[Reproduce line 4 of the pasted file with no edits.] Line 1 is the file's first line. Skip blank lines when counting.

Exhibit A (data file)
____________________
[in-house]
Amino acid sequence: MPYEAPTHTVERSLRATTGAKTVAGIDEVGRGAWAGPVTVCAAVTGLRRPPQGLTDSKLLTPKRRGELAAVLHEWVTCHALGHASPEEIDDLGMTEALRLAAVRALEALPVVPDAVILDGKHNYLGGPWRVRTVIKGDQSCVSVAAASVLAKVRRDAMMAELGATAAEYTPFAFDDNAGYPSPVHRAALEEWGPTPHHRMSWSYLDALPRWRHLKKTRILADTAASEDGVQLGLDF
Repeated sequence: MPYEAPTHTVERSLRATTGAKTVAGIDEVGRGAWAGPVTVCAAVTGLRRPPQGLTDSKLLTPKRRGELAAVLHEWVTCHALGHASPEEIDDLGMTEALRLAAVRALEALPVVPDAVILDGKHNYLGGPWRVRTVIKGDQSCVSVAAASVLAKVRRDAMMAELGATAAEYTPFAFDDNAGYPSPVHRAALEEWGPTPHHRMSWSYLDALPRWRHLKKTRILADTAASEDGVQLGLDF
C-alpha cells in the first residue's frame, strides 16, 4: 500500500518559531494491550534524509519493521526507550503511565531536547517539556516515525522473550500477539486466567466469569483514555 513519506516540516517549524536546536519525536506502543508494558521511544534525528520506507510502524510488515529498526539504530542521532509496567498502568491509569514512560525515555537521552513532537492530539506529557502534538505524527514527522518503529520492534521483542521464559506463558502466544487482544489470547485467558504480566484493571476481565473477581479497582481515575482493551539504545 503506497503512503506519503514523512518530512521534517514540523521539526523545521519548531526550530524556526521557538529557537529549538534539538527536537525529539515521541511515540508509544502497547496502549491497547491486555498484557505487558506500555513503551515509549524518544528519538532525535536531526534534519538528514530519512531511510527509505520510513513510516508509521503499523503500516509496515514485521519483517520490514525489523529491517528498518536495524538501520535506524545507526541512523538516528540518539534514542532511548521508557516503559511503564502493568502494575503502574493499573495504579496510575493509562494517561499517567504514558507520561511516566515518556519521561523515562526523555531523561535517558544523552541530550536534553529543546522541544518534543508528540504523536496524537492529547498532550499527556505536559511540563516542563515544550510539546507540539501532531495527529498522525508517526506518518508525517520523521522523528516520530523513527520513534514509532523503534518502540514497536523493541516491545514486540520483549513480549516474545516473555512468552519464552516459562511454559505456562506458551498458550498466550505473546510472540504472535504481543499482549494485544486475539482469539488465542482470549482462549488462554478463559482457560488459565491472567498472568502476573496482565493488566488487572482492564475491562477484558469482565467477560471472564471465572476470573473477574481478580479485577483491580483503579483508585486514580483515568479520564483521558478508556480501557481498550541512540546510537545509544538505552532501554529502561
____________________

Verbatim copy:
C-alpha cells in the first residue's frame, strides 16, 4: 500500500518559531494491550534524509519493521526507550503511565531536547517539556516515525522473550500477539486466567466469569483514555 513519506516540516517549524536546536519525536506502543508494558521511544534525528520506507510502524510488515529498526539504530542521532509496567498502568491509569514512560525515555537521552513532537492530539506529557502534538505524527514527522518503529520492534521483542521464559506463558502466544487482544489470547485467558504480566484493571476481565473477581479497582481515575482493551539504545 503506497503512503506519503514523512518530512521534517514540523521539526523545521519548531526550530524556526521557538529557537529549538534539538527536537525529539515521541511515540508509544502497547496502549491497547491486555498484557505487558506500555513503551515509549524518544528519538532525535536531526534534519538528514530519512531511510527509505520510513513510516508509521503499523503500516509496515514485521519483517520490514525489523529491517528498518536495524538501520535506524545507526541512523538516528540518539534514542532511548521508557516503559511503564502493568502494575503502574493499573495504579496510575493509562494517561499517567504514558507520561511516566515518556519521561523515562526523555531523561535517558544523552541530550536534553529543546522541544518534543508528540504523536496524537492529547498532550499527556505536559511540563516542563515544550510539546507540539501532531495527529498522525508517526506518518508525517520523521522523528516520530523513527520513534514509532523503534518502540514497536523493541516491545514486540520483549513480549516474545516473555512468552519464552516459562511454559505456562506458551498458550498466550505473546510472540504472535504481543499482549494485544486475539482469539488465542482470549482462549488462554478463559482457560488459565491472567498472568502476573496482565493488566488487572482492564475491562477484558469482565467477560471472564471465572476470573473477574481478580479485577483491580483503579483508585486514580483515568479520564483521558478508556480501557481498550541512540546510537545509544538505552532501554529502561